Part of this may be the legend of Love that their elder rock friends (like me!) have spread, on those drunken nights late at the party when we’ve yelled “That’s Love, motherfucker, and you’d better LIKE this shit!” But I think what makes Love still work for the punk rock set, aside from its place in the historical evolution of punk, is that there is something menacing, even hard, set down there amidst the orchestration and syncopation, a snarl of anger down under the flutes and the violins, a middle finger amongst the marigolds.
And that makes sense, because Arthur Lee was the angriest of flower punks in the late sixties L.A. music scene. Typically, Angeleno artists were more cynical than their San Francisco counterparts–Frank Zappa wrote lyrics full of ridicule and sarcasm, and Jim Morrison screamed and ranted on stage like Howling Wolf on acid. But Arthur (and to a greater extent, his writing partner Bryan MacLean) was perhaps more a part of the flower power scene than either of the above, and yet still poignantly aware that this “giant mass deception” was a bubble that would soon pop, a macrame tower surrounded by blood and guns, and this adds a bitterness to the sound and lyrics of Forever Changes. Add to that that his bandmates had largely become junkies, and that he thought we was going to die soon, and I can understand why his mindset would lead him to create an album that haunts you with prettiness, only to fall apart into the horrors of a sixties sound more evocative of the Weathermen and the Manson Family than of Woodstock and Wavy Gravy.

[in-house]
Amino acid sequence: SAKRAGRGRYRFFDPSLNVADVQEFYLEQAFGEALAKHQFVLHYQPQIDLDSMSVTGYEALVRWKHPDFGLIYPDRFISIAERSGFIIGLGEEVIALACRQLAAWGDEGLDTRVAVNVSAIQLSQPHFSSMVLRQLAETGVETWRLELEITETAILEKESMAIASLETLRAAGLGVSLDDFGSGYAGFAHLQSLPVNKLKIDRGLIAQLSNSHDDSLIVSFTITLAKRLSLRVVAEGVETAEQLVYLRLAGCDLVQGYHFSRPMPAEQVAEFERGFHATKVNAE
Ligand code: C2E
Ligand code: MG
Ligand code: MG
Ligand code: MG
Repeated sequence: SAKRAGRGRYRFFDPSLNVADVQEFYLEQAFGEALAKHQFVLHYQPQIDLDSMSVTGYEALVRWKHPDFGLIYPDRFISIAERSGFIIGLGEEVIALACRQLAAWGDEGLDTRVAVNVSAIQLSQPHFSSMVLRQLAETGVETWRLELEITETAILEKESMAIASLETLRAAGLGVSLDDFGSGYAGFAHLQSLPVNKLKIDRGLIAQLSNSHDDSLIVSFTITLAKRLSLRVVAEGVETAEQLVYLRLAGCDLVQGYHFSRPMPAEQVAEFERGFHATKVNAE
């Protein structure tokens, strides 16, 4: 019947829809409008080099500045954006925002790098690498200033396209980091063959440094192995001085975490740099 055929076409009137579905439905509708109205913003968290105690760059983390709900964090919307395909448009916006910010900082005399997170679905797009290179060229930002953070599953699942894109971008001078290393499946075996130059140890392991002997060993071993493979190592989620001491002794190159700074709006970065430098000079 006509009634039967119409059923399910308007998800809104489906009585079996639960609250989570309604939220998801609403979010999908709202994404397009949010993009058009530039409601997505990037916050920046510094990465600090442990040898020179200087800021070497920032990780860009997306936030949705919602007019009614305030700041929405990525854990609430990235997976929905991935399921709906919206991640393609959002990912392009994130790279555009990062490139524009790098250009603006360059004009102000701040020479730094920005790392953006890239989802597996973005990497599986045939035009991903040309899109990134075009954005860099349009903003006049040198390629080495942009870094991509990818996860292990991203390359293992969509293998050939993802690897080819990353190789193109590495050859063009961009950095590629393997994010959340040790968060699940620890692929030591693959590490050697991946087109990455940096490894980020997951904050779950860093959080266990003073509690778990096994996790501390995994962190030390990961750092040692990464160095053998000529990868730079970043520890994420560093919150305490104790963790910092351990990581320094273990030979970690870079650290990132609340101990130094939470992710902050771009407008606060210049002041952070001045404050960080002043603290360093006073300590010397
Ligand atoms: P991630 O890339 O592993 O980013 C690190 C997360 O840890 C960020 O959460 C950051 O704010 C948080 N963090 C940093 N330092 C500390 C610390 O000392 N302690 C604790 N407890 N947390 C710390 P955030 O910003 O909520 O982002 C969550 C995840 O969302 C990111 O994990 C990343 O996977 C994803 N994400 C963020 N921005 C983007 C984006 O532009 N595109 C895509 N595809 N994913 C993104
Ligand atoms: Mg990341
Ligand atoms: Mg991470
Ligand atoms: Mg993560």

And perhaps that is why this album is so perfect and complete, because more so than any Doors album, Forever Changes is truly “The End.” It’s an ending to Love’s classic line-up, and it is an album about endings, with a particular focus on individual song endings. Each song on this album ends subtly, but in an interesting way, wrapping and turning so that the next song in succession starts in the perfect place. And it was very touching to me that Arthur Lee ended his life with these words on his lips, spending his time touring Europe and the Americas with a line-up that played Forever Changes from start to finish, the words “I want my freedom!” ringing loud and true as all hell.
On a slightly unrelated note, there’s a Love Story documentary floating around that’s a definite must for all Arthur Lee and Love fans. In one scene, he gets to return to the Castle, Bela Lugosi’s old mansion and the place where Love members spent the years of their second and third albums. It’s a great literal home-coming and just a taste of how great the documentary was: